Figure 3 presents the estimation for the surplus or shortage of homes, as derived from the demand equation for housing services. The figure shows the shortage created in the early 1990s as a result of the mass immigration wave from the former Soviet Union countries. Accelerated construction in those years led to some surplus in the market starting in 1998. However, this surplus has eroded over the years, and since 2007, the stock of homes has returned to being lower than required to satisfy demand. The excess demand for housing has continued since then, and at the end of the sample (2019), there is still a small excess demand for housing.

The residual of the asset pricing equation (Fig. 4) indicates that the increase in prices during the mass immigration wave led in its end—in the second half of the 1990s—to overpricing of homes (relative to what was anticipated with respect to the development of rent and financial returns). However, the gradual decline in real home prices, in the aftermath of the immigration wave (Fig. 1), against the backdrop of the surplus in homes (Fig. 3), led to underpricing in the early 2000s. The increase in prices during the last decade has led to some overpricing, but relative to the magnitude of their rate of increase, it is not very large. The study estimates that at the end of the sample, in 2019, home prices were about 5.5 percent higher than their value derived from the asset pricing equation.

The analysis in the study shows that the increase in home prices in 2008–11 was mainly due the underpricing of housing at the beginning of the period. An estimation of the asset pricing equation shows that on the eve of the rise in prices, in the years 2006–07, prices were lower than their long-run equilibrium level by an average of 13.7 percent. The estimation of the short-run dynamics does not track well the sharp increase in prices in 2008–11; however, this is in light of the preceding three years, 2005–07, where the model is unable to track well the decline in prices in those years (Fig. 5). Therefore, this result also supports the conclusion that home prices on the eve of their increase were too low relative to market conditions. We estimate overall that about half of the rise in prices in 2008–11 was due to the underpricing that prevailed on the eve of their rise.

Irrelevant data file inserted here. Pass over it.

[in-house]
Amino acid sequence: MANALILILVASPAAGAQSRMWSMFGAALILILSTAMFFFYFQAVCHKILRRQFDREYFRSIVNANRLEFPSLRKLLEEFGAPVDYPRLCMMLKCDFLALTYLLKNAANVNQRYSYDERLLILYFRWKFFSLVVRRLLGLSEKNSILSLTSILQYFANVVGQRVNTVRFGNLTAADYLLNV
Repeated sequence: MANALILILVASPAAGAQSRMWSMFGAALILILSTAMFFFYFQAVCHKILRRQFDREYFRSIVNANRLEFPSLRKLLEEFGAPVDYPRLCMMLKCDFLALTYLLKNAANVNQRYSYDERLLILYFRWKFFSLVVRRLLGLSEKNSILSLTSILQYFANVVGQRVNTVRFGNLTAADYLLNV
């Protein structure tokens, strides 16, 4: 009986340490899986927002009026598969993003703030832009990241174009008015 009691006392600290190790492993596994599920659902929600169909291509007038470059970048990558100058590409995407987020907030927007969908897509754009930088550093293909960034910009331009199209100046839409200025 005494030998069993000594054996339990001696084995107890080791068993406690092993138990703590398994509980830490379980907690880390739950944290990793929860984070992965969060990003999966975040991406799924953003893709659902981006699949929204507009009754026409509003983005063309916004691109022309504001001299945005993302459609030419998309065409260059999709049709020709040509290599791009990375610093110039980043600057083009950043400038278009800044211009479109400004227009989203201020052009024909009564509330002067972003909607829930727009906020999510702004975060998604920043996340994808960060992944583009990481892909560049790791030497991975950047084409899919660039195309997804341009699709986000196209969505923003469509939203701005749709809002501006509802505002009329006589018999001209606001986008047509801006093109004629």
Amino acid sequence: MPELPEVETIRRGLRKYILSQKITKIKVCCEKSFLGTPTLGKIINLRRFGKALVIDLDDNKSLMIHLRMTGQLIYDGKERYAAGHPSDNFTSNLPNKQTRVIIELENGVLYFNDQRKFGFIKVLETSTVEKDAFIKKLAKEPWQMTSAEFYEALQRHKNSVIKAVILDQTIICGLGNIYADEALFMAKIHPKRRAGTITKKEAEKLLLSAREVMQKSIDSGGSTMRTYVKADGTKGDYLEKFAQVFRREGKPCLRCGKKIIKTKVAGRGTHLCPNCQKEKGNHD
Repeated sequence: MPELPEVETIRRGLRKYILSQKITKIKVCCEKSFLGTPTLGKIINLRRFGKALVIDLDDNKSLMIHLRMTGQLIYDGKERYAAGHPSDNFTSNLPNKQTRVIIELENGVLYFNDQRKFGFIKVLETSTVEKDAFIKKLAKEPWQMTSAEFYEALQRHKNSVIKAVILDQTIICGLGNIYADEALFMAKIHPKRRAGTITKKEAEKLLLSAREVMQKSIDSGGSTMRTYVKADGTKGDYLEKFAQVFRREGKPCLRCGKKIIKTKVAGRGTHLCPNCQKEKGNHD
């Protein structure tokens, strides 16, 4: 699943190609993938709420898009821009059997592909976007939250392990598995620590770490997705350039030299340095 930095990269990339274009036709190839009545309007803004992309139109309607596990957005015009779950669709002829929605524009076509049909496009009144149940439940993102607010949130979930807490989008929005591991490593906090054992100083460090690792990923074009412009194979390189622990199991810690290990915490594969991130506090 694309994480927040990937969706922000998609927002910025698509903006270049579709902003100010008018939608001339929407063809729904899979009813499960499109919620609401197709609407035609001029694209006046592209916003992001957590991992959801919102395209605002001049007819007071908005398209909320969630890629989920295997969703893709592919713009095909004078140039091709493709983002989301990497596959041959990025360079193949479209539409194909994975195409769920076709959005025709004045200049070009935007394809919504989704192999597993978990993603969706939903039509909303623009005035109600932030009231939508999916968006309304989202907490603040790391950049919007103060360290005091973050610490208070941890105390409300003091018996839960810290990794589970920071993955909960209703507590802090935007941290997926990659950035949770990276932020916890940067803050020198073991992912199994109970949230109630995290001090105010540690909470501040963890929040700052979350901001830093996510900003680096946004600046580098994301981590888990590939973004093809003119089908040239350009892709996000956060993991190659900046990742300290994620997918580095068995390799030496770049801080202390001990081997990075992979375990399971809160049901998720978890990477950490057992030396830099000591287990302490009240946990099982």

The short-term real interest rate (the Bank of Israel interest rate less the expected inflation rate) explains about a quarter of the increase in home prices in 2008–11, but in subsequent years, its contribution was found to be nil (Figure 5). The shortage of housing and the increase in households' income are moderate but persistent factors contributing to the increase in prices, and since 2012, these have been the two main drivers that have fueled their rise (Figure 5).

The sample in the study ends in 2019, but as for 2020, it was characterized by a shock that was transitory but remarkable in its magnitude, in the COVID-19 crisis, which also affected the housing market: the pace of construction slowed, labor income fell along with an atypical increase in government support to households, and capital market yields declined sharply. Due to the temporary nature of the shock, it is difficult to deduce from the data an assessment regarding the long-run relationships in the market. For example, it appears that basic demand drivers in 2020 supported a significant slowdown in demand, thereby implying a reduction in the shortage of dwellings. Similarly, home prices have increased in the past year at a higher rate than rents, but a sharp drop in financial yields suggests that apartment overpricing has continued to decline. However, due to the temporary nature of the shock and because the model is designed to analyze the drivers and forces of the housing market in the long-run, these estimates should be treated with caution. With the recovery of the economy from the recent crisis, the picture of the long-run drivers of the housing market will be clarified, and the above estimates will be revised accordingly.



DiPasquale, D. and W. C. Wheaton (1992). "The Markets for Real Estate Assets and Space: A Conceptual Framework", Journal of the American Real Estate and Urban Economics Association 20 (1), 181–197.​